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Communion token

Communion token

  • Place of origin:

    Edinburgh (possibly, made)

  • Date:

    1864 (made)

  • Artist/Maker:


  • Materials and Techniques:

    Tinned iron

  • Credit Line:

    Given by Mrs Sophia Hankinson

  • Museum number:


  • Gallery location:

    In Storage

Communion tokens were used in nonconformist churches and the Presbyterian church of Scotland to identify the bearer as an individual who understood and abided by that churches' teachings. Communion could not be taken without presenting a token. The large numbers of people who went to chapels and meeting houses in the Victorian period would not have had such tokens but attended as "Hearers" to listen to the service.

Physical description

Rectangular token, tinned iron with, on both sides, border of raised dots with scrolls at the corners enclosing raised text.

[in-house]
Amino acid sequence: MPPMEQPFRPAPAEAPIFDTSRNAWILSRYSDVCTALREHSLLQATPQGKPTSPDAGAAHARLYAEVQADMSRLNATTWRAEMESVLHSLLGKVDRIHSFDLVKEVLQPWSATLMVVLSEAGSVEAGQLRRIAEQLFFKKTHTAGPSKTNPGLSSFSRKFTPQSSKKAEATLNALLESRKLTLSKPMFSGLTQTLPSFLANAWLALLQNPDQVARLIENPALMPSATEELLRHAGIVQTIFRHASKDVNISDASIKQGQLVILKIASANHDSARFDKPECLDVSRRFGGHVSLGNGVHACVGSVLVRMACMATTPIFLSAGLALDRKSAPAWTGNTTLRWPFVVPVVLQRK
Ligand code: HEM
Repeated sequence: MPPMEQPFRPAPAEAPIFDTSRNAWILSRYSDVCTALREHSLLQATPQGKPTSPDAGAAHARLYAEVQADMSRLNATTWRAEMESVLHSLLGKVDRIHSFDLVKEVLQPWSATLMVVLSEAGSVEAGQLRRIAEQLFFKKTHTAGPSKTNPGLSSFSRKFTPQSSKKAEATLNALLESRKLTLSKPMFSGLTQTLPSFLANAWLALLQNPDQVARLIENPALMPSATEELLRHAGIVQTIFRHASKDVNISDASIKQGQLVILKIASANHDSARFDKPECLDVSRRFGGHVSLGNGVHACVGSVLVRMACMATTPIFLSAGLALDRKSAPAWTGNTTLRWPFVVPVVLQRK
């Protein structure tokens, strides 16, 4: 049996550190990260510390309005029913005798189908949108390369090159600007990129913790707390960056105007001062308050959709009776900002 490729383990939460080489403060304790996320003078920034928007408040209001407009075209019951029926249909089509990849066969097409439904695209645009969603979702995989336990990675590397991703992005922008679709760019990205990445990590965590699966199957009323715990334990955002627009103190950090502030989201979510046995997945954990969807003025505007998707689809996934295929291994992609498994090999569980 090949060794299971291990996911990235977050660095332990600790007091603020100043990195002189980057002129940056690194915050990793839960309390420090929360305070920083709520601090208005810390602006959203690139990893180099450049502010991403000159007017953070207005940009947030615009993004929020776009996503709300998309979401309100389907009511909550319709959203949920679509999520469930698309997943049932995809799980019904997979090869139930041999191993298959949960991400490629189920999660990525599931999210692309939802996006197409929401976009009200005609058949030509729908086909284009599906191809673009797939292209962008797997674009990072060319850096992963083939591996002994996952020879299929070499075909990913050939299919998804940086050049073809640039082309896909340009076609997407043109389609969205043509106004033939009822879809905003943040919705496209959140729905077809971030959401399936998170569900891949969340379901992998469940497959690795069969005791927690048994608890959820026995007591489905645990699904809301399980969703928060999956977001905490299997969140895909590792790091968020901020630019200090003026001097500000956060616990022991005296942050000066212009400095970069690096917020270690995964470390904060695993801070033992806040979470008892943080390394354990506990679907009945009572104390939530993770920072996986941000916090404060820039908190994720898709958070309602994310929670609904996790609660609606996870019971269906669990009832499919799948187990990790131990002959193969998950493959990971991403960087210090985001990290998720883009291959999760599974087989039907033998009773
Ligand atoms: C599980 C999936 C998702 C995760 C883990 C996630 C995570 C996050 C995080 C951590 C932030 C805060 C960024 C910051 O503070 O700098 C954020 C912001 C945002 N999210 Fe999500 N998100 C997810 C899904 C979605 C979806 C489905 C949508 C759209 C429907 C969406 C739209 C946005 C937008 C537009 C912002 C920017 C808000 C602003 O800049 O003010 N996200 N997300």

Place of Origin

Edinburgh (possibly, made)


1864 (made)



Materials and Techniques

Tinned iron

Marks and inscriptions

Inscribed: on one side "TRINITY FREE CHURCH CHARLOTTE STREET,1864" on the other, "THIS DO IN REMEMBRANCE OF ME I COR XI. 24"


Length: 2.8 cm, Width: 2 cm, Depth: 1.5 mm

Object history note

This token is thought by the donor to have belonged to her mother's grandmother Mrs Betsy McEwan (married 1848) and used in Edinburgh. She remembers Presbyterians using similar tokens in the 1960s.

Descriptive line

Communion token, tinned iron, possibly made in Edinburgh, dated 1864.


Iron; Tin



Subjects depicted



Christianity; Metalwork; Religion; Scotland


Metalwork Collection

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